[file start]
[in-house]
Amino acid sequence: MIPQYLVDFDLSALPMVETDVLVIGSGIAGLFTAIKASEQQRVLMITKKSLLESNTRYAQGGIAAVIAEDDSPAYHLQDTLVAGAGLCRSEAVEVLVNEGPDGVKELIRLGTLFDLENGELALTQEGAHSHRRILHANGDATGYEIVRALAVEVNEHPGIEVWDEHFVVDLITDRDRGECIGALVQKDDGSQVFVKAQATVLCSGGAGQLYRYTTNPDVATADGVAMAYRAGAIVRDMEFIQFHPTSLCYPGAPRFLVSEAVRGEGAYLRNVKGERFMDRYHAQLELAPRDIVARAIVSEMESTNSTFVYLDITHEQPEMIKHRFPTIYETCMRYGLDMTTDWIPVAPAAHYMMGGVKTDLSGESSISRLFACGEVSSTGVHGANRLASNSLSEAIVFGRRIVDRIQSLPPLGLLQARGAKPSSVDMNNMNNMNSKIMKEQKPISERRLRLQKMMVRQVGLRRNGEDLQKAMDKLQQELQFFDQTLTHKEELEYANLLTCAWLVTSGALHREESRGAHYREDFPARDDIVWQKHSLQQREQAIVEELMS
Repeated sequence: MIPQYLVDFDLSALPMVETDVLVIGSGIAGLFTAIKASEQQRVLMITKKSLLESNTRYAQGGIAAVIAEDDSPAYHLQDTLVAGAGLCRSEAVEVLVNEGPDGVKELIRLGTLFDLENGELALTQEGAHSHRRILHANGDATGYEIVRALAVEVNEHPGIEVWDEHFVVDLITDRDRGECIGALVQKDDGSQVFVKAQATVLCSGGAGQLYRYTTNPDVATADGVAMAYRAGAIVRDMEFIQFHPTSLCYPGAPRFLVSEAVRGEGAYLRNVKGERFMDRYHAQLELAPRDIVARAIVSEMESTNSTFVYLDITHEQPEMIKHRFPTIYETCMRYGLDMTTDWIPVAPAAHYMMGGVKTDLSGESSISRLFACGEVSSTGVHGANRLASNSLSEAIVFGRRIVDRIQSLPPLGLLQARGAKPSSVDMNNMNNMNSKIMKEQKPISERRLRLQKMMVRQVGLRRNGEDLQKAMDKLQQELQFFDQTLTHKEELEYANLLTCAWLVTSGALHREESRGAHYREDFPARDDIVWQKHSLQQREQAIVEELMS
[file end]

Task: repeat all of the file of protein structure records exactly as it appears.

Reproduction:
[in-house]
Amino acid sequence: MIPQYLVDFDLSALPMVETDVLVIGSGIAGLFTAIKASEQQRVLMITKKSLLESNTRYAQGGIAAVIAEDDSPAYHLQDTLVAGAGLCRSEAVEVLVNEGPDGVKELIRLGTLFDLENGELALTQEGAHSHRRILHANGDATGYEIVRALAVEVNEHPGIEVWDEHFVVDLITDRDRGECIGALVQKDDGSQVFVKAQATVLCSGGAGQLYRYTTNPDVATADGVAMAYRAGAIVRDMEFIQFHPTSLCYPGAPRFLVSEAVRGEGAYLRNVKGERFMDRYHAQLELAPRDIVARAIVSEMESTNSTFVYLDITHEQPEMIKHRFPTIYETCMRYGLDMTTDWIPVAPAAHYMMGGVKTDLSGESSISRLFACGEVSSTGVHGANRLASNSLSEAIVFGRRIVDRIQSLPPLGLLQARGAKPSSVDMNNMNNMNSKIMKEQKPISERRLRLQKMMVRQVGLRRNGEDLQKAMDKLQQELQFFDQTLTHKEELEYANLLTCAWLVTSGALHREESRGAHYREDFPARDDIVWQKHSLQQREQAIVEELMS
Repeated sequence: MIPQYLVDFDLSALPMVETDVLVIGSGIAGLFTAIKASEQQRVLMITKKSLLESNTRYAQGGIAAVIAEDDSPAYHLQDTLVAGAGLCRSEAVEVLVNEGPDGVKELIRLGTLFDLENGELALTQEGAHSHRRILHANGDATGYEIVRALAVEVNEHPGIEVWDEHFVVDLITDRDRGECIGALVQKDDGSQVFVKAQATVLCSGGAGQLYRYTTNPDVATADGVAMAYRAGAIVRDMEFIQFHPTSLCYPGAPRFLVSEAVRGEGAYLRNVKGERFMDRYHAQLELAPRDIVARAIVSEMESTNSTFVYLDITHEQPEMIKHRFPTIYETCMRYGLDMTTDWIPVAPAAHYMMGGVKTDLSGESSISRLFACGEVSSTGVHGANRLASNSLSEAIVFGRRIVDRIQSLPPLGLLQARGAKPSSVDMNNMNNMNSKIMKEQKPISERRLRLQKMMVRQVGLRRNGEDLQKAMDKLQQELQFFDQTLTHKEELEYANLLTCAWLVTSGALHREESRGAHYREDFPARDDIVWQKHSLQQREQAIVEELMS